Orhan Oğuz Gürbüz
What sort of relationship should exist between the media and the general public? One needs to closely scrutinize the Turkey example when searching for the answer to this question. The vast majority of media bosses in Turkey have been unable to remove themselves from out under the direct control of ruling powers.
Let's take a moment to recall that in Turkey -- as in many countries -- the media is accepted as the “fourth estate” of power, following the executive, legislative and judicial powers. The role played by media support throughout the many military coups, junta periods, and changes in regime that have marked Turkish political history has been considerable. In the meantime, the profit-based relationship that exists between business interests and the ruling powers has made this general sort of power give and take inevitable. Today we see that the Justice and Development Party (AK Party) government, which came to power with the goals of fighting the entrenched authoritarian powers previously in place, has essentially rebuilt the same sort of media based on authoritarian power as before. What has come about now is a new kind of Turkish media that stands completely in obedience to President Recep Tayyip Erdoğan's power, and which does not dare to stray outside his word. These days, the country has some 13 TV stations and precisely eight newspapers which come out with the same headlines, the same stories and the same allegations on a daily basis. Working within the same template, these media organs aim to alter the perceptions of the public.
There is no hesitation on the part of these completely government-dependent media organs when it comes to the publishing of huge lies. As for those media bosses who are not dependent on Erdoğan, they tough out this period in silence, waiting for it to pass. In the meantime, there are a few media organs which try to maintain efforts to publish complaints and allegations against Erdoğan's rule.
While efforts to spread the illusions continue, the ruling party appears to be undisturbed about whether or not the lies they are spreading are even consistent. President Erdoğan, attending the recent NATO summit, spoke further there on the “parallel state” risk. He asserted that his government had already asked the US government for Fethullah Gülen. Further research into this claim by Erdoğan revealed that in fact, this baseless, meaningless, and in fact illegal request had already been rejected by the administration of President Barack Obama, and had actually been passed onto a lower government commission to be dealt with appropriately.
Despite these revelations regarding the real truth about the Turkish government's demand for Gülen, Erdoğan-supporting media published blaring headlines about how Ankara was “demanding the return of a terror leader,” with further headlines saying, “Either turn Gülen over, or deport him.”
One newspaper in particular, which had previously published headlines about how the “CIA and the Gülen Group are working together,” didn't hesitate to come out with a post-NATO summit headline that said, “The MİT (National Intelligence Organization) and CIA are going to ally against the Gülen group.” All of which leads one to query: which of these headlines then, is true? Are the CIA and the Gülen people working together? Or is the CIA working with the Erdoğan government against the Gülen people?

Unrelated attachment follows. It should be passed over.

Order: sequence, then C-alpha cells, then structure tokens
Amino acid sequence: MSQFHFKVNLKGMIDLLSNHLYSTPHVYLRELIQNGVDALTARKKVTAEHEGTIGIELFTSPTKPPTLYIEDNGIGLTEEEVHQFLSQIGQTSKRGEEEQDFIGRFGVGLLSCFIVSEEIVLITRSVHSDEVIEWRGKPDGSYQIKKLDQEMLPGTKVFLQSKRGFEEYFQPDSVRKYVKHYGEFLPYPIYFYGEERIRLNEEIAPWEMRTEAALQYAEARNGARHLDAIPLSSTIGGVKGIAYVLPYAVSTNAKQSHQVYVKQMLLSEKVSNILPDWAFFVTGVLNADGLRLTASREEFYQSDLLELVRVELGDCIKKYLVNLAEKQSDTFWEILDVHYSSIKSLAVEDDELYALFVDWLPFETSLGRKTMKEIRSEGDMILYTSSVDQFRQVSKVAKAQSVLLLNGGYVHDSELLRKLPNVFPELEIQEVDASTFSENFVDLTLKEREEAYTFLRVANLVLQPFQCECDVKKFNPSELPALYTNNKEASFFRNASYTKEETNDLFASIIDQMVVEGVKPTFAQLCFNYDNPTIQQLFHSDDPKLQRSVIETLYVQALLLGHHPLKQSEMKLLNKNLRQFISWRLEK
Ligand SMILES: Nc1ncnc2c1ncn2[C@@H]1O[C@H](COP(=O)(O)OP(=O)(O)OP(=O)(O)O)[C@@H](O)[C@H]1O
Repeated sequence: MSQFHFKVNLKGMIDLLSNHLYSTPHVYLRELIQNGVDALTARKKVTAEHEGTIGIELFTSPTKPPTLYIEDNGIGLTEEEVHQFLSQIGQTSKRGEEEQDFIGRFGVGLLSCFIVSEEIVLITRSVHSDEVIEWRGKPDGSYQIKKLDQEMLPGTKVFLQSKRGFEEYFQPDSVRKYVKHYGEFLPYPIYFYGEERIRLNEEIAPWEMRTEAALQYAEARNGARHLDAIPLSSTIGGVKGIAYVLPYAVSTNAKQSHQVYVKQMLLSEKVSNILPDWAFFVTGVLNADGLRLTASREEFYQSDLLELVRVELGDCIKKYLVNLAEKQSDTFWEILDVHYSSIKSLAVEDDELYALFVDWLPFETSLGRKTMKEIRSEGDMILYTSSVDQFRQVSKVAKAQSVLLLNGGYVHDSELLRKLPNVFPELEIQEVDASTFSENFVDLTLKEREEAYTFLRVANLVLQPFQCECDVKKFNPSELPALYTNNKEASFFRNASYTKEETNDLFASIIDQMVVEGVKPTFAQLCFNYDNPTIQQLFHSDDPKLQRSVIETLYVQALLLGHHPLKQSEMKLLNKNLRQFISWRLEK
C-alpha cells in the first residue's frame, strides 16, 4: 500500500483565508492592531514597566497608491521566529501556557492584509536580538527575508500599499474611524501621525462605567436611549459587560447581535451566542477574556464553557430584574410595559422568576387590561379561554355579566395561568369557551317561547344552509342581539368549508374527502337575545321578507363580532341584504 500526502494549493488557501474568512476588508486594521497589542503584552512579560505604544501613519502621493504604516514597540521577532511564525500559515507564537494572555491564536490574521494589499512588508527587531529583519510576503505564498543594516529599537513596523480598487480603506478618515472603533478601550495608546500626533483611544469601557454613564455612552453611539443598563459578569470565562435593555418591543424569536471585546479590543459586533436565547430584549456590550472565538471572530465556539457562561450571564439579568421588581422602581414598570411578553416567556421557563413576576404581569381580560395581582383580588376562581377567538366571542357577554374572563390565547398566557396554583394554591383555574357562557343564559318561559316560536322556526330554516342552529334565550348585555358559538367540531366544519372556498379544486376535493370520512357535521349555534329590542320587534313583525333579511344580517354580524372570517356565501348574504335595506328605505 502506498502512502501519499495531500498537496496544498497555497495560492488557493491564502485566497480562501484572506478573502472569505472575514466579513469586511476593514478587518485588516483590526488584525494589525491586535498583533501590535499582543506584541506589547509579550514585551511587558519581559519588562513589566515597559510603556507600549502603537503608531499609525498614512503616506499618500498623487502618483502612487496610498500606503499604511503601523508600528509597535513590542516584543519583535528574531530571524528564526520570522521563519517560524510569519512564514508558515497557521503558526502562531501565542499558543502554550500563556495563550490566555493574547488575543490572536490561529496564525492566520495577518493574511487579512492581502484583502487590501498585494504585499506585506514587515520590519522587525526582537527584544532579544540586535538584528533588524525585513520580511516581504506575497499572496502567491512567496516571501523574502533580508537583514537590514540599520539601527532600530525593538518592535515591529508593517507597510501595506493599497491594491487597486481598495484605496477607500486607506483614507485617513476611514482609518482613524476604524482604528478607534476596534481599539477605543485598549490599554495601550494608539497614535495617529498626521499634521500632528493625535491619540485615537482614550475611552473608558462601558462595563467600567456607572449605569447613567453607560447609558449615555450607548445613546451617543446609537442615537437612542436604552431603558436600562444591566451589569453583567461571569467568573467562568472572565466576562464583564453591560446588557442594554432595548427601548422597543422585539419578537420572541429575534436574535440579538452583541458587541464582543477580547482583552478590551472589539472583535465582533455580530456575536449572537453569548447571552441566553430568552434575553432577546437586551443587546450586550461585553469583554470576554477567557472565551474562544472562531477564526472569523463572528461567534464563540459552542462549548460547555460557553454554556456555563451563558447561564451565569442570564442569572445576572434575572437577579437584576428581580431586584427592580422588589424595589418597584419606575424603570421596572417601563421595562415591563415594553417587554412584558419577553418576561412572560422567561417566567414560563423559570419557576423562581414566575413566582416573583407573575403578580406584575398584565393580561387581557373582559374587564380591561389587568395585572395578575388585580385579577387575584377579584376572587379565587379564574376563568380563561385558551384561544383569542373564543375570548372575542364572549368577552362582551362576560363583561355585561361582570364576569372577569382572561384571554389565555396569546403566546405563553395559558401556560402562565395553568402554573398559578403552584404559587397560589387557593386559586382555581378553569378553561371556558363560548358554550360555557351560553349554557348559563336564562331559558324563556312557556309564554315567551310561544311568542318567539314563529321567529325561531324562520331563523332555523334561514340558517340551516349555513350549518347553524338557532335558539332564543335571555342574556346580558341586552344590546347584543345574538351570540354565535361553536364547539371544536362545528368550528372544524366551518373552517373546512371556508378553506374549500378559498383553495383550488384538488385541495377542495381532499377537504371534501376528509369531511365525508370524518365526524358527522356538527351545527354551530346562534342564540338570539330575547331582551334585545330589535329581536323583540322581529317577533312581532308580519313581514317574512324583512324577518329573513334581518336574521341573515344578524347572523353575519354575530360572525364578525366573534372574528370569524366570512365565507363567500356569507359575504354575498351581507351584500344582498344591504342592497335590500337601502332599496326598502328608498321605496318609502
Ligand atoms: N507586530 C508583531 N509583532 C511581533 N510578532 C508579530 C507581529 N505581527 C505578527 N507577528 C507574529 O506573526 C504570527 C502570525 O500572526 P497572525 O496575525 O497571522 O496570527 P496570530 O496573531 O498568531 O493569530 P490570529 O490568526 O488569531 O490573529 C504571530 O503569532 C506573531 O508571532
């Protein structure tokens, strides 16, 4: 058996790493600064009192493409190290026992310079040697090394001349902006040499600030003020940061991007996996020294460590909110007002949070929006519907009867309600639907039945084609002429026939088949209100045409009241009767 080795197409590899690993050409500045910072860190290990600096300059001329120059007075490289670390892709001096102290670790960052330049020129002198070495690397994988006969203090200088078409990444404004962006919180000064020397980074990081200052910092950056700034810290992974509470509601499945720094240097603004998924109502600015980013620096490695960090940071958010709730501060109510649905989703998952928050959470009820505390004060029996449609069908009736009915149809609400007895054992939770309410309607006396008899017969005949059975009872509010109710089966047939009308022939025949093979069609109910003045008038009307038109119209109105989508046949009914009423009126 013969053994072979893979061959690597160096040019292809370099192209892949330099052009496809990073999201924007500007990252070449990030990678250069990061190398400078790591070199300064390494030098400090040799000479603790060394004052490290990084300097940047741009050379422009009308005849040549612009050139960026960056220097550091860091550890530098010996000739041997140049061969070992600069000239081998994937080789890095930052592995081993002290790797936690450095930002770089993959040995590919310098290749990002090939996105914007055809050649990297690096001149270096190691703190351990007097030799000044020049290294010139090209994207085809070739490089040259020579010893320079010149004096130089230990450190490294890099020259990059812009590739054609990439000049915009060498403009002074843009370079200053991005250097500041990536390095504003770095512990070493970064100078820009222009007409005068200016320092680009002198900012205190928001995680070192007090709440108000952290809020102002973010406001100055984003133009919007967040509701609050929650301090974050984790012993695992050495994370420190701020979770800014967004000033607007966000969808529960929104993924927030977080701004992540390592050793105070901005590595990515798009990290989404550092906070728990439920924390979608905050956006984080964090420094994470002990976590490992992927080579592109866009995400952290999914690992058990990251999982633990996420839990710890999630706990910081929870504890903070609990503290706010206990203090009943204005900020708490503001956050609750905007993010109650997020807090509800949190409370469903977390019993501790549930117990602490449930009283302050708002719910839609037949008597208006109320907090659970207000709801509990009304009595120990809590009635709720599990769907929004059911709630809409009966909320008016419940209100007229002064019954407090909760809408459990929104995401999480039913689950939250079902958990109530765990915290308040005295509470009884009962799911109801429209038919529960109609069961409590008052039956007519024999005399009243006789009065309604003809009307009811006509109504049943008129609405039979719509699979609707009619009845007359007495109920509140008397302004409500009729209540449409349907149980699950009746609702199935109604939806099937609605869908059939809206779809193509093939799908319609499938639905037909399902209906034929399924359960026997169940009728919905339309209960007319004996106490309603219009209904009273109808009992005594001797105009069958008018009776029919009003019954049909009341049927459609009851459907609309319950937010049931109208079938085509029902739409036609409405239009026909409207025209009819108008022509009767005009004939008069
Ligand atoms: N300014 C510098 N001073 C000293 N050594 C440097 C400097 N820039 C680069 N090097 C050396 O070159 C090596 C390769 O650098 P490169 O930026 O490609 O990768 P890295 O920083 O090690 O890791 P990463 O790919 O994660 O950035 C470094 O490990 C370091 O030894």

We last saw such headlines around the time of the Feb. 28 coup period in Turkey. Today though, while the media sector is certainly more pro-public in nature, it has shelved much of what is legal and freedom-loving, and is instead embracing the role of a government department which takes orders from the ruling powers. It appears many of these media organs really believe that these days will go on forever, that the funds gushing from government budgets won't stop rolling into their pockets. But it is perhaps wise to recall that no authoritarian regime can last forever.
Those media sources and their bosses who support these government operations will have, in the long run, no more esteem awarded to them within the framework of Turkish business or political life. There were many a journalist and writer who failed the tests put forward by the Feb. 28 process, and who thus were never able to work again in the Turkish media. Their opposition to democracy, as well as the stance taken by their writings, was never forgotten. Many retreated to the background after this time in Turkey; others resigned themselves to lives of passive journalism from then onwards. What we see today, in short, is that the lie of the parallel state has taken Turkey hostage, and in the process, the Turkish media is being tested. The period that came in the wake of the Dec. 17 [corruption allegations] is set to determine how the media, and individual writers, will be remembered in the future. And when the big lie about the parallel state comes to an end, and when voices of justice begin to speak again, and when democracy begins once more to function, this is when the real sins of the media will emerge for all to see.
Published on Today's Zaman, 11 September 2014, Thursday